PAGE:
# Gravitational field of thin 2D ring - numerical simulation

I'm aware of Newton's Shell Theorem, which states that inside of a thin ring of uniform density, the gravitational force exerted on a point mass should be zero.

I wrote a quick field simulation to demonstrate this, but am getting a force inside the ring. The potential (-GM/r) is zero, but the force on a test mass (-GM/r^2) is non-zero.

I'll post the relevant segments of my code below and a few screenshots. Any ideas what's going on?

Each point in the field accumulates the felt gravitational force from all masses comprising the ring (which is a large set of very closely spaced point masses):

void accumulateForce(Mass m){
//Vector from test point towards individual ring mass
double dx = m.x-x;
double dy = m.y-y;

double lenSqd = dx*dx + dy*dy;
double len = Math.sqrt(lenSqd);

//Normalized direction of gravitational force
double nx = dx/len;
double ny = dy/len;

//These variables accumulate the force from all ring masses
fxAccum += nx*bigG*m.m/lenSqd;
fyAccum += ny*bigG*m.m/lenSqd;
}


After this function has been executed for each point mass in the ring, the felt force at that location in the gravitational field is visualized.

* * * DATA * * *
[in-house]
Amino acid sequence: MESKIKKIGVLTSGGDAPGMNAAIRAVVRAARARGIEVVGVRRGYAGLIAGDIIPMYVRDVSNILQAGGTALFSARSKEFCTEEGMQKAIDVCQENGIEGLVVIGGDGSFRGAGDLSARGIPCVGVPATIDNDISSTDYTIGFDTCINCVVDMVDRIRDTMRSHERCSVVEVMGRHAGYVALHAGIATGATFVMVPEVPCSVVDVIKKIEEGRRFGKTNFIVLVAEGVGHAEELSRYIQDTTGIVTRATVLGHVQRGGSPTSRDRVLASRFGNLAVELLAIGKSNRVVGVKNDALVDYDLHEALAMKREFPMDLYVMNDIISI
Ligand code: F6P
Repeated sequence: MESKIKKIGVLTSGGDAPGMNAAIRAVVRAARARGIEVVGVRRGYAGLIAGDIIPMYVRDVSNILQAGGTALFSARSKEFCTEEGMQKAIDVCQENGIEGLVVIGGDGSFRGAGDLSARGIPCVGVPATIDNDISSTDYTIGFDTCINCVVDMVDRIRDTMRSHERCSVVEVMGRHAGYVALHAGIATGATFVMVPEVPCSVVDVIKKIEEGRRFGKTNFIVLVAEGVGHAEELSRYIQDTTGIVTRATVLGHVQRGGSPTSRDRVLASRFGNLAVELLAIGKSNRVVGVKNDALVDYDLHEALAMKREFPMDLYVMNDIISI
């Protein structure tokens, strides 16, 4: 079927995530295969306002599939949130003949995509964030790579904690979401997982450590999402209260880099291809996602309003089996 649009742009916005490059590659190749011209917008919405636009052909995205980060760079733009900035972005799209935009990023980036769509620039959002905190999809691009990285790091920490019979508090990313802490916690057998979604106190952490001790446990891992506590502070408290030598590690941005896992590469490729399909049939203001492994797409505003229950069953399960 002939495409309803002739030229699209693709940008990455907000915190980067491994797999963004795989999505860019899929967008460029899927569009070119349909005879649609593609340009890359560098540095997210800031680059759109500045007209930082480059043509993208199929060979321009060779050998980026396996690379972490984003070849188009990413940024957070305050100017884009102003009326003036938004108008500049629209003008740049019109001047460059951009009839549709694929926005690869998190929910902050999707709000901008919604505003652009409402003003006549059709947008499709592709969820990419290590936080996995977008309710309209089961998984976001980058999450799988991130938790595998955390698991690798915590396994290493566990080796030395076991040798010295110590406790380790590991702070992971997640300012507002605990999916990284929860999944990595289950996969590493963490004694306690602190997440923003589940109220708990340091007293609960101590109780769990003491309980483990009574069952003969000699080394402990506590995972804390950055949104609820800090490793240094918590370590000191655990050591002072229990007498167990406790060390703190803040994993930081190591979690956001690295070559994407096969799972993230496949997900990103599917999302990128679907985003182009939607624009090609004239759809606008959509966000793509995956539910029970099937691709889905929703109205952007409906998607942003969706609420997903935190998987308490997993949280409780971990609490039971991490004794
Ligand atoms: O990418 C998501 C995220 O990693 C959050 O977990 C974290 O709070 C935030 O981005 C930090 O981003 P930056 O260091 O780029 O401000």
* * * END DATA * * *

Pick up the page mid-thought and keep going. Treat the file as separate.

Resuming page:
Here's what the above code looks like:

When I change the last 2 lines of code to:

fxAccum += nx*bigG*m.m/len;
fyAccum += ny*bigG*m.m/len;


The result is zero potential inside the ring, as expected:

Am I misinterpreting something here? A test mass inside of the ring will be pulled towards the edge. I thought Newton's shell method described zero gravitational force inside of the ring.

• A ring is not a shell. Dec 16, 2015 at 0:54

Newton's shell theorem relies on Gauss's law, which in $d$ spatial dimensions implies a $r^{1-d}$ force law. Since $d=2$, the force should fall off as $1/r$.
This explains why OP's first plot (with an $1/r^2$ code) fails to produce a vanishing interior force, while OP's second plot (with an $1/r$ code) produces a vanishing interior force.